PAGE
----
Transitions – Why are they so hard?

For our family, transitions can be some of the most difficult times of day – you’re not alone.

Time can be so abstract for young children who can only lean into their internal and subconscious urges. As adults, we know time based on our circadian rhythm, the wristwatch or phone in our hand, or the sky. Even for us, time can slip away. Just this week I reminded two members of my extended family that indeed it was Tuesday instead of Monday. With our calendars, charts, and careful planning, we can still feel as if time is unpredictable and cunning. The best moments of our lives seem to be so fleeting! And the worst, well… they seem to last a lifetime.

If time can feel like it is “slipping away” or a “thief” to us (as some say), imagine the ability to only live in the present moment and guided by your inner and subconcious urges. Montessori calls the inner guides of the young child the “horme.” Imagine that you have no plans and only the moment you are sitting in is what you are absorbing and processing. This is the moment-to-moment reality of the young child. Now that you are in this headspace, you can understand that moving from this present and most important moment to the next moment can be a big challenge. Add in fatigue and/or hunger and the child becomes sensorially overwhelmed. (Insert here: anger, disappointment, upset, sadness, irritability – major show of emotion)

What we can offer our young children is an increasing awareness of time, our routine, and signals for transition times. The big work here, caregivers, is that we need to be predictable and consistent. The younger the child, the more consistent. Here are some ways to offer security, predictability, and consistency, while offering an increasing awareness of time and time management. When we offer an environment that is predictable, we allow confidence in the child and joy in the present moment. The child has an ability to know what will come next. If you have heard a caregiver or teacher say: “we don’t see those behaviors here at school (meltdowns, tantrums, or the like)” it is usually because a school day is the same everyday – it is predictable. When can aim for being predictable at home too.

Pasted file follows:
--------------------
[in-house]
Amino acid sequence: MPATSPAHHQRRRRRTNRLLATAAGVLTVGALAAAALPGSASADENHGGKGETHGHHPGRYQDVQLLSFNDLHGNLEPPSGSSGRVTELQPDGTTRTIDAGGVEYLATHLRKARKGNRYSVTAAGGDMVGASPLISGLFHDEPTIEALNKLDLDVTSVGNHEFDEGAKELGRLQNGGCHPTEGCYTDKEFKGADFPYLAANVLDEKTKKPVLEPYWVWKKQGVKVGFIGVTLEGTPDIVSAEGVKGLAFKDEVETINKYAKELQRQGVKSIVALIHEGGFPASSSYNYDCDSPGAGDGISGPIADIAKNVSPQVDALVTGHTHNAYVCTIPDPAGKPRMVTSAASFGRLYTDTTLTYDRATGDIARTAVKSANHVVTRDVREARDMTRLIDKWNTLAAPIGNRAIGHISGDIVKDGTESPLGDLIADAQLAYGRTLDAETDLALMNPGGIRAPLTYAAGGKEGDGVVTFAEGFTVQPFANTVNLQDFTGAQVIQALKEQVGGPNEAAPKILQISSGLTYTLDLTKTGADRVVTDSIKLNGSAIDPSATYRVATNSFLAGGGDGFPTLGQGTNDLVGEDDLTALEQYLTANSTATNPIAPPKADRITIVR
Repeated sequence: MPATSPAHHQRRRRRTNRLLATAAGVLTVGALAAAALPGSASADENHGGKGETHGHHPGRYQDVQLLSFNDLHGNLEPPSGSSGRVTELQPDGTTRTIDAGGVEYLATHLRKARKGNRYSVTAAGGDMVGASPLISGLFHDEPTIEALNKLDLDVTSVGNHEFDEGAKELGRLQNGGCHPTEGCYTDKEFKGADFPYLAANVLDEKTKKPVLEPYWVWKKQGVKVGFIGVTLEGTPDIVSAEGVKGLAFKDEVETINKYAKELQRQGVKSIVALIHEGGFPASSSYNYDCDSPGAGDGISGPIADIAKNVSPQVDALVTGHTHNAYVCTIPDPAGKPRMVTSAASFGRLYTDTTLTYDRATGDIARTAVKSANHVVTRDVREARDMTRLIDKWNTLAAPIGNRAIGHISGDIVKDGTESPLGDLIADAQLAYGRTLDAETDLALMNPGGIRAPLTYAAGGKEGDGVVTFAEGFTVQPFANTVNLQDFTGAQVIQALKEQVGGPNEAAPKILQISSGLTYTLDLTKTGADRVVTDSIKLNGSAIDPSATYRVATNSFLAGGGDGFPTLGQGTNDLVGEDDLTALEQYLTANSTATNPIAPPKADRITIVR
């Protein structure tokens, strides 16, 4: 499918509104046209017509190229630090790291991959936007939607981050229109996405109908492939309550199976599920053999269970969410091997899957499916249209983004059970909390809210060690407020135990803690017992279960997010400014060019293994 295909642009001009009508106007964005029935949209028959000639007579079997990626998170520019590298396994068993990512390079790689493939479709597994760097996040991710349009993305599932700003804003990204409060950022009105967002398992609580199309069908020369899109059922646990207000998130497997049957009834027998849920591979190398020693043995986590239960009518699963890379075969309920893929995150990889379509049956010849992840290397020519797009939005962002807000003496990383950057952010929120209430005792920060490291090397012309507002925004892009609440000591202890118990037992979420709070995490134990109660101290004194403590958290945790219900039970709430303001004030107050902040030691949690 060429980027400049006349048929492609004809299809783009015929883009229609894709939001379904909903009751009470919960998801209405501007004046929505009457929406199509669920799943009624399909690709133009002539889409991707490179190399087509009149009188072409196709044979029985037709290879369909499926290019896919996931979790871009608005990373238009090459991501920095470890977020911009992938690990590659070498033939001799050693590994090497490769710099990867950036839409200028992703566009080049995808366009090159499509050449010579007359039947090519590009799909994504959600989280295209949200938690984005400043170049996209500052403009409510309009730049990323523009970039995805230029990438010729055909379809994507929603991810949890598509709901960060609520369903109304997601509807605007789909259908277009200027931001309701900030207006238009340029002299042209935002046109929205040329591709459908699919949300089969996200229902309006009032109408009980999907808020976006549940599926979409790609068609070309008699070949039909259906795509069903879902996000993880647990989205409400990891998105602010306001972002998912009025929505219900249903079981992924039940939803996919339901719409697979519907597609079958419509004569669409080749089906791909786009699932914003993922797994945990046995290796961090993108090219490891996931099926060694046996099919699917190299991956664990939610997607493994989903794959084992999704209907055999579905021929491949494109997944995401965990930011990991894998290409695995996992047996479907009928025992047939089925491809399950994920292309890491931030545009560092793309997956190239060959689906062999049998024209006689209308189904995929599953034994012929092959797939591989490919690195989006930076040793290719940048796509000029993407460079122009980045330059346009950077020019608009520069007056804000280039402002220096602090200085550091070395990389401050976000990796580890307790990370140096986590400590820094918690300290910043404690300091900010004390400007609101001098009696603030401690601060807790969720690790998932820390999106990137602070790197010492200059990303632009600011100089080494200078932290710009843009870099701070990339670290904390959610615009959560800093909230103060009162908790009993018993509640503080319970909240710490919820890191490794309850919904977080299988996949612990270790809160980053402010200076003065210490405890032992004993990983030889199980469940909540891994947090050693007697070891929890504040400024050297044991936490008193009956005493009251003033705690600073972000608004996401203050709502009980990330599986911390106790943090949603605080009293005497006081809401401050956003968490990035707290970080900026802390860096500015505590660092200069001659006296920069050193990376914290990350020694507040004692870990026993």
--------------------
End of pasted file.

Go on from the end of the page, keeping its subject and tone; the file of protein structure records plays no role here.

Daily Transitions: Decide what sequence works best for your family during the weekdays and write it down. Make a “schedule of the day” for home care and school-at-home. Throughout the day, consider transitions that are meaningful and mark them with a ritual. 

When we are transitioning to lunch from our work/play, we sing a song: “This is the way we set our place, set our place, set our place; This is the way we set our place, when it’s time for lunch.” (Look out for “Songs” in our InstaStories!). Some families also use the “Clean Up” song regularly as a signal that a transition is taking place.

Another way to signal can be through physical modeling: turning out a light or beginning to set out materials for a new piece of work or lesson can signal that you are preparing the environment for a transition to take place. Once your child has completed his or her work/play cycle, you can invite them into the next activity.

*Keep in mind that when your child is engrossed in an activity, that is important work! Our job is to observe and allow this work to completion, ensuring a more smooth transition to the next activity. Less interrupting, more observing. This is why Montessorians always say: “follow the child.” We are always observing the activity and needs of the unique individual before us!*

Weekly Transitions: The Days of the Week Song can be so helpful. As a child gets older and becomes able to think logically (around 6 years of age), predicting the pattern of the week becomes easier. Getting a tangible calendar for the wall, or calendar cards are helpful with this abstract pattern as well.

Monthly Transitions: Monthly awareness can come with a small wall calendar, singing the “Months of the Year” song, and practicing seasonal rhythms to correlate with the monthly calendar in mind. Highlighting your child’s birthday can be a way to begin monthly awareness and grow from there: “Which month comes before your birthday month? Which comes after? Hmm?”

If you have specific questions about your family’s unique rhythm and planning transitions, I am happy to help! Contact me for a one-on-one consultation. Happy planning!

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